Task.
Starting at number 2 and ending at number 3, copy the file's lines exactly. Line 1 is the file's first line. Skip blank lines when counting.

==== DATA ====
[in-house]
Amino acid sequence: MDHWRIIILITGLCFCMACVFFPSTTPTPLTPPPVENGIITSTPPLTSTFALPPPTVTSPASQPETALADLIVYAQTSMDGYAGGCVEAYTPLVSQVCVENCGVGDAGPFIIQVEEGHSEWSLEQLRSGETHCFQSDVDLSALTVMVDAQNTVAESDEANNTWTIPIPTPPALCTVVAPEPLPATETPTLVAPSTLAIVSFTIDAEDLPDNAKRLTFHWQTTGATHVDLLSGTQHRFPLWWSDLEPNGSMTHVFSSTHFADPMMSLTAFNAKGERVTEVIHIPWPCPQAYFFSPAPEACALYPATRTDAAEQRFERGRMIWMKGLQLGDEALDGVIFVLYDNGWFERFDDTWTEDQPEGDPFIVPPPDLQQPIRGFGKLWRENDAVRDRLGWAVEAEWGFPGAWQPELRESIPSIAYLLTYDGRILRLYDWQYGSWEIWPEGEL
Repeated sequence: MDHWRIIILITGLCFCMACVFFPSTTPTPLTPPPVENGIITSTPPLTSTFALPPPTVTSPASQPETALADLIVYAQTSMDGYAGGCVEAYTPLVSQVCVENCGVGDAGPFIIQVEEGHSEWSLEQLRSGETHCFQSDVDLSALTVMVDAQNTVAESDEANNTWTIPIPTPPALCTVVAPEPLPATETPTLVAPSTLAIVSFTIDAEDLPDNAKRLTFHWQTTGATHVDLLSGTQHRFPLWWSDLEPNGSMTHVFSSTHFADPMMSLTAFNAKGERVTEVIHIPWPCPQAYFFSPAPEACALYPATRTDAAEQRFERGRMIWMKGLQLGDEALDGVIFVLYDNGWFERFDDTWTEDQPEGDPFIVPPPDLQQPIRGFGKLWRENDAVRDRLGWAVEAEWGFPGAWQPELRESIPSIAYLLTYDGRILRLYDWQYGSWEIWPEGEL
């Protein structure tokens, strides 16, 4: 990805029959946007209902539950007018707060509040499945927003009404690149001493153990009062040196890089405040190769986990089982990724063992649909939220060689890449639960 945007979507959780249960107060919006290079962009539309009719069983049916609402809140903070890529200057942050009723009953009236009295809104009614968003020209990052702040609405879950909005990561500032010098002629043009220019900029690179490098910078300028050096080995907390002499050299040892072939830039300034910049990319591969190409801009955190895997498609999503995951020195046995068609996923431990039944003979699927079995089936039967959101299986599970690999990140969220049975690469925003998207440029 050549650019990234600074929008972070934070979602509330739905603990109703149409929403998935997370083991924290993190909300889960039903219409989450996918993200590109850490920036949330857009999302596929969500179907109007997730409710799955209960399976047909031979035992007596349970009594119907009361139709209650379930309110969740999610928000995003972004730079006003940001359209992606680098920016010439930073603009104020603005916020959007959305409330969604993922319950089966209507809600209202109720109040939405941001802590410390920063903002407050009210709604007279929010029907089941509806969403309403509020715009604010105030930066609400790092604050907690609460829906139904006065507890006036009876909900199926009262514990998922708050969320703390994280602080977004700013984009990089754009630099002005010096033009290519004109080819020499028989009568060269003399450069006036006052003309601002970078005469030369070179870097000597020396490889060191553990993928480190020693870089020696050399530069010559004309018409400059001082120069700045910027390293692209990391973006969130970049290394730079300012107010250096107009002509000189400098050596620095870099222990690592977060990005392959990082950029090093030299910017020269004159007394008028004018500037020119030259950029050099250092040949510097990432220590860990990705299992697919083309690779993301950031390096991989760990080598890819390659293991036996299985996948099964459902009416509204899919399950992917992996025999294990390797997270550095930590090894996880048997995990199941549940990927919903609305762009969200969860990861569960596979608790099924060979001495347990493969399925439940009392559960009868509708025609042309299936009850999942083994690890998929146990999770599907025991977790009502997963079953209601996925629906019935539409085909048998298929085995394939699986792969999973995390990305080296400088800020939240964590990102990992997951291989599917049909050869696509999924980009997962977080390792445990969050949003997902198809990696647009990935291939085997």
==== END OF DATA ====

Amino acid sequence: MDHWRIIILITGLCFCMACVFFPSTTPTPLTPPPVENGIITSTPPLTSTFALPPPTVTSPASQPETALADLIVYAQTSMDGYAGGCVEAYTPLVSQVCVENCGVGDAGPFIIQVEEGHSEWSLEQLRSGETHCFQSDVDLSALTVMVDAQNTVAESDEANNTWTIPIPTPPALCTVVAPEPLPATETPTLVAPSTLAIVSFTIDAEDLPDNAKRLTFHWQTTGATHVDLLSGTQHRFPLWWSDLEPNGSMTHVFSSTHFADPMMSLTAFNAKGERVTEVIHIPWPCPQAYFFSPAPEACALYPATRTDAAEQRFERGRMIWMKGLQLGDEALDGVIFVLYDNGWFERFDDTWTEDQPEGDPFIVPPPDLQQPIRGFGKLWRENDAVRDRLGWAVEAEWGFPGAWQPELRESIPSIAYLLTYDGRILRLYDWQYGSWEIWPEGEL
Repeated sequence: MDHWRIIILITGLCFCMACVFFPSTTPTPLTPPPVENGIITSTPPLTSTFALPPPTVTSPASQPETALADLIVYAQTSMDGYAGGCVEAYTPLVSQVCVENCGVGDAGPFIIQVEEGHSEWSLEQLRSGETHCFQSDVDLSALTVMVDAQNTVAESDEANNTWTIPIPTPPALCTVVAPEPLPATETPTLVAPSTLAIVSFTIDAEDLPDNAKRLTFHWQTTGATHVDLLSGTQHRFPLWWSDLEPNGSMTHVFSSTHFADPMMSLTAFNAKGERVTEVIHIPWPCPQAYFFSPAPEACALYPATRTDAAEQRFERGRMIWMKGLQLGDEALDGVIFVLYDNGWFERFDDTWTEDQPEGDPFIVPPPDLQQPIRGFGKLWRENDAVRDRLGWAVEAEWGFPGAWQPELRESIPSIAYLLTYDGRILRLYDWQYGSWEIWPEGEL